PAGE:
Does working night shift really decrease your lifespan compared to working day shift? I’ve read multiple articles from the likes of the Huffington Post and similar click bait outlets who say the answer is yes. However, what the Huffington Post and others have all failed to do is properly interpret the research articles.
Does night shift make you die earlier?
What an interesting concept, let’s look at some of the big arguments and break them down.
The central argument for night shift decreasing lifespan revolves around a lack sleep
This is a huge flaw in these articles. They assume, and incorrectly so, that every night shift worker is sleep deprived because they work a few nights a week. In order for this to make sense, they would also have to assume that these night shift workers don’t make up that overnight sleep during the daytime. I know I sure do!
If you have an adequate amount of sleep, day or night, then you will not suffer the health consequences of inadequate sleep, one of which is a shorter lifespan.
Disruption of circadian rhythm is a carcinogen?
Sunlight, toast, and grilled foods are also carcinogens. Needless to say, you can survive with a lifetime of carcinogens in your lifestyle.
Also, the amount of which these research articles state that health problems can arise is only around a 10% increased risk. That’s not much, and most people are perfectly fine taking that risk.
The research findings are inconclusive
Any study that concludes by stating that their findings are inconclusive and require further research should be taken with a grain of salt. Researchers for this study are trying to connect some massive dots and make loose correlations.
It is difficult to prove causation from correlation, and I would argue that this research holds little weight in its current state of uncertainty.
I think a lot of the research on night shift and a decrease of lifespan is misleading. However, sleep is important, this much we know. Here are some suggestions to help you survive your night shift years.
One of the best recommendations I can make is to get blackout curtains. They’re super cheap, and might even pay for themselves in reduced electric bills in the summer, as they stop the sunlight from entering your house and warming it. As an added bonus, they can also cut down on outside noise.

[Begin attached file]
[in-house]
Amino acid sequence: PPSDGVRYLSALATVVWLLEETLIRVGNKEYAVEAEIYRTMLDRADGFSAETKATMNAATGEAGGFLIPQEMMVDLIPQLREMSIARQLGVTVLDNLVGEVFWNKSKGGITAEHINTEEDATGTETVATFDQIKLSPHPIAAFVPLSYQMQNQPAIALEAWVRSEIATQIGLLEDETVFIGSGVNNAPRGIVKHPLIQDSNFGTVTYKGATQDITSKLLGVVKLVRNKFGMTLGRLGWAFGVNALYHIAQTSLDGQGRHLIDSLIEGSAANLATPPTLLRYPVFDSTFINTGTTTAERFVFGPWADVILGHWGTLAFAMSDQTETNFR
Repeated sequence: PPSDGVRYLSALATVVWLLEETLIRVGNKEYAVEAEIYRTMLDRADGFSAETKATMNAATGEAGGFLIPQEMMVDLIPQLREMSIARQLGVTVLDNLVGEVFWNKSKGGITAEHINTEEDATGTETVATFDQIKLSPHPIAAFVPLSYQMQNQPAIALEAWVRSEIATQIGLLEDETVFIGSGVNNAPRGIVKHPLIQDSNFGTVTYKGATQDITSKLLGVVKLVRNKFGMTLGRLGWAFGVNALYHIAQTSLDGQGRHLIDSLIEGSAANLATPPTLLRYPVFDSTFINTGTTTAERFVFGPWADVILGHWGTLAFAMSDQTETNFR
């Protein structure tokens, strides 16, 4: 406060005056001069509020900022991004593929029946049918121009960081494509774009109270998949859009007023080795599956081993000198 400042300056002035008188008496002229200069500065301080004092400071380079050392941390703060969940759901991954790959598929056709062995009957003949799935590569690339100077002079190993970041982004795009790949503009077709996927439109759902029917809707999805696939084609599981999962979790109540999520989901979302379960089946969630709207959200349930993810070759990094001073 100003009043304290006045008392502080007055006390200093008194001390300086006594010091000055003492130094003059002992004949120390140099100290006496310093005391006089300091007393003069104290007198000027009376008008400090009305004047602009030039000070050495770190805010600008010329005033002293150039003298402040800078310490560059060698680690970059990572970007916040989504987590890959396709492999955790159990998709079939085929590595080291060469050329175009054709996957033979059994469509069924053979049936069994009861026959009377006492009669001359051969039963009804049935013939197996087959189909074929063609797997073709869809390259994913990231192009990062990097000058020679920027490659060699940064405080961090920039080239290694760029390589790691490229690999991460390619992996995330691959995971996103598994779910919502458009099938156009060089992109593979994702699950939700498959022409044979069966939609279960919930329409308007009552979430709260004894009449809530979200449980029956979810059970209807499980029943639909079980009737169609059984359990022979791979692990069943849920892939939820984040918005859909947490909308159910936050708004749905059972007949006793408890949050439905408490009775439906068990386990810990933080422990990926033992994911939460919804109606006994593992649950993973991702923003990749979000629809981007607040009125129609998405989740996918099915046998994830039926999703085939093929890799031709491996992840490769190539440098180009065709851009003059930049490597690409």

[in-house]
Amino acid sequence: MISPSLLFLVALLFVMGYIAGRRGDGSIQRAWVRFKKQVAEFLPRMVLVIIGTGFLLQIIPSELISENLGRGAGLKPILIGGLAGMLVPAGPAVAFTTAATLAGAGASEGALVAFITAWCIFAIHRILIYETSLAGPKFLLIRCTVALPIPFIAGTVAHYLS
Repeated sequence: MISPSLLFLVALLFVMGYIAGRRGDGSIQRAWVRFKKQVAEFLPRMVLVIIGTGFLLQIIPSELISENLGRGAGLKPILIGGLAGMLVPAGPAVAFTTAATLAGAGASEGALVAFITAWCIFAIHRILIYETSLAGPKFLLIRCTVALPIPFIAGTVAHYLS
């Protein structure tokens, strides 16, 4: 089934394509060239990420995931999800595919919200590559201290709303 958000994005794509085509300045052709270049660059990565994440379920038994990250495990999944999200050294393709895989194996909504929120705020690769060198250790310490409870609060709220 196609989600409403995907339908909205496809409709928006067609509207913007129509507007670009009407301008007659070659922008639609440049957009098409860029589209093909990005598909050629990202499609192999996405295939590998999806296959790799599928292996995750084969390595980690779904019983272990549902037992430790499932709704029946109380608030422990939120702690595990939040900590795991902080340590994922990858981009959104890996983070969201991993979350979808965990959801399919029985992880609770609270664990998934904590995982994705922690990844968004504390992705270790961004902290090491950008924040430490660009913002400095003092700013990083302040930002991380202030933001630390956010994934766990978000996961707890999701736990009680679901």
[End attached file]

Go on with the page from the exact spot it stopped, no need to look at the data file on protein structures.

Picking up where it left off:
Check out these nice ones on Amazon, I use them myself:
Some are better than others, let’s take a closer look…
I would strongly advise staying away from prescription drugs like Ambien, Ativan, Restoril, Trazodone, etc. as they can all be habit-forming and dangerous, not to mention they might get you fired if they show up in a drug test.
I would also advise against Benadryl for a few reasons:
There is research out that suggests that Benadryl could cause dementia and Alzheimers with prolonged use.
Benadryl becomes useless after about 72 hours at the current dose. You’ll have to increase it every 3 days to get the same effects, and over time this could build up to a dangerously high dose.
Benadryl makes myself and others feel extremely groggy. This is not a feeling you want to have at work as you could hurt yourself, others, and your career.
Melatonin, however, has some nice literature reviews and I’ll explain some highlights:
- Effectively change your circadian rhythm. Melatonin is a natural substance made by our bodies and usually, is produced when the sun sets to tell us to be sleepy. When you are working night-shift, this natural event doesn’t happen, so we can make it happen with Melatonin supplementation.
- Melatonin is safe in extremely high doses. It’s virtually impossible to OD on the drug with known instances of 300mg not being harmful. For reference, most Melatonin sold in stores is either 1mg, 3mg, 5mg, or 10mg dose tablets.
- It’s cheap! If you have to take a drug, it’s best if it’s cheap and safe. Check and check!
- Interesting dreams. Why not enjoy your sleep with some vivid, colorful dreams? Most people think their dreams are more interesting when they take Melatonin.
- It’s a miracle drug. Melatonin has shown to be beneficial to brain development in fetuses, has the potential for reducing the effects of Alzheimer’s and Parkinson’s diseases through the prevention of cell death and reduced methylation of DNA, it’s a potent anti-oxidant, has been called an antiaging hormone, and it has demonstrated cardiovascular, nervous system, gastrointestinal, renal, and hepatic protective effects.
Melatonin source: https://www.ncbi.nlm.nih.gov/pmc/articles/PMC1395802/
What are your thoughts? Do you think night shift decreases your lifespan? Let us know below in the comments!